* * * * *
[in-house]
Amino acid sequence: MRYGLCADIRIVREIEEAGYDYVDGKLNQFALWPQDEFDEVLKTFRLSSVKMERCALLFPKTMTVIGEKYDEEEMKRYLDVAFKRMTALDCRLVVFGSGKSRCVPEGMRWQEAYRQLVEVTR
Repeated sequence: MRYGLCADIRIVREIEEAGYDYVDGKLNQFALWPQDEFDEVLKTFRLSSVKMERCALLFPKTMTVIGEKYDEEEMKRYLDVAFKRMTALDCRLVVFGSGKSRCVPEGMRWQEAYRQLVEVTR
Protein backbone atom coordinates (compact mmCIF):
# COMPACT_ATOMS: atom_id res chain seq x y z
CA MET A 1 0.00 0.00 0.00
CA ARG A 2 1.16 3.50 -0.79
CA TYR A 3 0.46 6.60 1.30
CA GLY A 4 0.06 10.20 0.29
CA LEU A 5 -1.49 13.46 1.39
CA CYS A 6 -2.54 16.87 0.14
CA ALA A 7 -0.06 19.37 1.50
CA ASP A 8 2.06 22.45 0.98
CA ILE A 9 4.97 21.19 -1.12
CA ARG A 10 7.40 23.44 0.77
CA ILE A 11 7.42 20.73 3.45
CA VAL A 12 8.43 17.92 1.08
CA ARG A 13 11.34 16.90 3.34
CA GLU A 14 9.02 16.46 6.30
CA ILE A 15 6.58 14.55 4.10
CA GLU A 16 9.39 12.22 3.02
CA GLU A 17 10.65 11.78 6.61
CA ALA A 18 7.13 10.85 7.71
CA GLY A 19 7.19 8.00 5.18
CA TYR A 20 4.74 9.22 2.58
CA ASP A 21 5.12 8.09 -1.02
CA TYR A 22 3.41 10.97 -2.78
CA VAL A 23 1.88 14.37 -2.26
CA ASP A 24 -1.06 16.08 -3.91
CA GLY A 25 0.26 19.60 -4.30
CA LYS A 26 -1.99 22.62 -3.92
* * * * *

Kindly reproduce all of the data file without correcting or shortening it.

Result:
[in-house]
Amino acid sequence: MRYGLCADIRIVREIEEAGYDYVDGKLNQFALWPQDEFDEVLKTFRLSSVKMERCALLFPKTMTVIGEKYDEEEMKRYLDVAFKRMTALDCRLVVFGSGKSRCVPEGMRWQEAYRQLVEVTR
Repeated sequence: MRYGLCADIRIVREIEEAGYDYVDGKLNQFALWPQDEFDEVLKTFRLSSVKMERCALLFPKTMTVIGEKYDEEEMKRYLDVAFKRMTALDCRLVVFGSGKSRCVPEGMRWQEAYRQLVEVTR
Protein backbone atom coordinates (compact mmCIF):
# COMPACT_ATOMS: atom_id res chain seq x y z
CA MET A 1 0.00 0.00 0.00
CA ARG A 2 1.16 3.50 -0.79
CA TYR A 3 0.46 6.60 1.30
CA GLY A 4 0.06 10.20 0.29
CA LEU A 5 -1.49 13.46 1.39
CA CYS A 6 -2.54 16.87 0.14
CA ALA A 7 -0.06 19.37 1.50
CA ASP A 8 2.06 22.45 0.98
CA ILE A 9 4.97 21.19 -1.12
CA ARG A 10 7.40 23.44 0.77
CA ILE A 11 7.42 20.73 3.45
CA VAL A 12 8.43 17.92 1.08
CA ARG A 13 11.34 16.90 3.34
CA GLU A 14 9.02 16.46 6.30
CA ILE A 15 6.58 14.55 4.10
CA GLU A 16 9.39 12.22 3.02
CA GLU A 17 10.65 11.78 6.61
CA ALA A 18 7.13 10.85 7.71
CA GLY A 19 7.19 8.00 5.18
CA TYR A 20 4.74 9.22 2.58
CA ASP A 21 5.12 8.09 -1.02
CA TYR A 22 3.41 10.97 -2.78
CA VAL A 23 1.88 14.37 -2.26
CA ASP A 24 -1.06 16.08 -3.91
CA GLY A 25 0.26 19.60 -4.30
CA LYS A 26 -1.99 22.62 -3.92